Saturday, December 29, 2007

Loving Her in Her Language

Doesn’t it sound cute and feminine when you have an English speaking man falling in love with a Japanese or a Russian girl and speaking in English to her, and her answering him in faltering English?

All the verbal expressions of love between the two people are in English. The dating terminology, the marriage proposal and the bedroom expressions are also in English.
Eventually, he sponsors her for the visa and she comes to live with him in his country, forgets her language and the kids grow up fully American (or whatever).

There is a trend that I hear more and more about, which is that of a man learning the language of the woman and courting her in it, expressing love in it and fully developing the relationship in it. Yes, red blooded Americans and other nationals speaking words of love in Chinese, Japanese, Russian, French and Tagalog. In most cases, the experience is beyond one’s wildest dreams.
For one, by speaking the local language, particularly if one is skillful in its romantic applications, one opens up enormous markets of available females who are not English-speaking. In many so called developing countries there are great many ladies who are quite elegant and amorous but who are not English speaking and do not want to be. They are also more traditional than those who can speak English. There are countries where females can be well-versed in various poetic arts but who are clumsy when it comes to expressing themselves in English. It often stilts the development of love on the lady’s part.

If you can speak her language, though, it changes things tremendously. In most cases, opportunities multiply a thousand-fold if not more than that.

A Western man who speaks Chinese, Tagalog, Spanish or Russian is often seen as extremely sexy by the local women because of the accent and the innocent “green-horn” quality that he exhibits. He is new in the country, he is struggling, the woman my feel like this is her chance to appear helpful and protective and serve as the guide to the man. She also does not appear to be naïve and clumsy in her own country, something that she often would feel if she were to speak English to you.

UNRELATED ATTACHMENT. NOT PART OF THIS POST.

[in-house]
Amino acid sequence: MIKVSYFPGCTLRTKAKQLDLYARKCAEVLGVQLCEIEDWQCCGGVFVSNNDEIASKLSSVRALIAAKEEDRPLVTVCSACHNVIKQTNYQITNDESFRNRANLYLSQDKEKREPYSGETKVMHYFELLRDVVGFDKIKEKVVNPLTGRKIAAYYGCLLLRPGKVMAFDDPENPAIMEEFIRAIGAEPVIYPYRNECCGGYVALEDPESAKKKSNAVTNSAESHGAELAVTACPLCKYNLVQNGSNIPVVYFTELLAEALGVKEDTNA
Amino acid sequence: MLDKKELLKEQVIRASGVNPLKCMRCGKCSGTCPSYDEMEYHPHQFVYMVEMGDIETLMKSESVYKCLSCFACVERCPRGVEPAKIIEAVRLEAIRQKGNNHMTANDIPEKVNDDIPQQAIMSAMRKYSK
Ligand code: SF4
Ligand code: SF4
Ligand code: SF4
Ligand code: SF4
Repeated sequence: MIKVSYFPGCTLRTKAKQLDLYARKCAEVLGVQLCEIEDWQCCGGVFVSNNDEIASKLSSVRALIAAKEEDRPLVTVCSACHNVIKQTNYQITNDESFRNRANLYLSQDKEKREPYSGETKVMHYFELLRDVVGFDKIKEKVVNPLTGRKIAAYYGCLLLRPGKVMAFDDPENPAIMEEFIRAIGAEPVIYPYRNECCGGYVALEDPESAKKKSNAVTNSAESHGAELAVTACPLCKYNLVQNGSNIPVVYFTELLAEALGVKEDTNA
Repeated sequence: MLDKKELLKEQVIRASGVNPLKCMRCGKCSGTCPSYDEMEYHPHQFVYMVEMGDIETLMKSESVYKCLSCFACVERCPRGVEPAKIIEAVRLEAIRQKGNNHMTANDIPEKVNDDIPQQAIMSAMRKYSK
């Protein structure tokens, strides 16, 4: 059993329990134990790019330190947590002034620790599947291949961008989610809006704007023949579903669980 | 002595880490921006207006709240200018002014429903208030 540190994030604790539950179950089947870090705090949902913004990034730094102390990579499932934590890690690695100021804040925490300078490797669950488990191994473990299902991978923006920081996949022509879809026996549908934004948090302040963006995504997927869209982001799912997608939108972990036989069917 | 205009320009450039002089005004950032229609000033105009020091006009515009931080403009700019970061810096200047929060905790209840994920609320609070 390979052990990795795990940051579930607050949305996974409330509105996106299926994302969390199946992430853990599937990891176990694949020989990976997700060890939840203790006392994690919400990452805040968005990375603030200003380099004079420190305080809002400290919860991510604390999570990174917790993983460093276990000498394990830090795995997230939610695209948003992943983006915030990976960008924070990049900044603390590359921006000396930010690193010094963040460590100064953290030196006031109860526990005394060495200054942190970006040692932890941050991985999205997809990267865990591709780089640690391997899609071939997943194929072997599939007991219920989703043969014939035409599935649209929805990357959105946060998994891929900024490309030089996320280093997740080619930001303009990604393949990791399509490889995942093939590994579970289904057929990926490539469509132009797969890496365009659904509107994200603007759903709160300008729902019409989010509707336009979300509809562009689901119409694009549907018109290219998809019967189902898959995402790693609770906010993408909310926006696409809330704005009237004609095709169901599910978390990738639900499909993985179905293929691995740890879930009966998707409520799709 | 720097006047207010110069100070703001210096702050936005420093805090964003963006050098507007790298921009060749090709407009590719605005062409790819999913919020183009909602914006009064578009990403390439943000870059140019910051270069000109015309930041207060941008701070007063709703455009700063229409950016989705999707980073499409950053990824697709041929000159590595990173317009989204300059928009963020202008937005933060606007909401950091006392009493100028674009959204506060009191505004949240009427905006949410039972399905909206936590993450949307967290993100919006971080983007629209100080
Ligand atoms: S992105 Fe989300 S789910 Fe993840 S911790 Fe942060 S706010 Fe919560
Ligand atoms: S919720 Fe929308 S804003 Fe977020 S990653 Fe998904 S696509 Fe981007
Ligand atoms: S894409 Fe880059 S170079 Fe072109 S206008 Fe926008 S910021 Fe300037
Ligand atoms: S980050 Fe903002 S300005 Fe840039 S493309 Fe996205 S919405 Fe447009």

Some native English speakers still like to imagine they live in the imperial times and are running the place although times have come to discard this attitude. Many do not, though. And it is their choice, again. I do recommend that you learn the local language.

Do not make the mistake, however, of thinking that you can be poor and speak the language and still score easily. Very few women like poor foreigners even if these speak local languages. It is far easier for a guy who does not speak the local language but who has money/position to score than a dorky overseas indigent with a gift of gab. However, a guy with money who speaks the language to boot wins almost every time.

There are exceptions to the rule in some cases. Most of those happen in Japan (and , apparently, China and Korea). Many Japanese women want to meet a “gaijin” so that they could practice their English and learn about foreign cultures. They want to meet someone who would treat them better than an average Japanese, and be different from one. In many cases it would upset them if you could speak Japanese (which is very often better than their English) and knew their culture better than they knew yours and behave like a Japanese would. They will probably declare you to be setteru, meaning something like “ boring” or “square”.

However, when all is said and done, by and large, you will still have far greater opportunities to find love and develop it to unprecedented levels if you could speak the lady’s language and loved her in it. You will also discover that while English is logical, Spanish, Russian and French seem to have a much richer vocabulary when it comes to expressing intimate human feelings.
No ne of this will make you exempt from having to teach the lady English if she is to ever go to your country to live and work, though. Love is love, but English is imperative for business.

Maybe you can become a happy bilingual family, one of the few, apparently.

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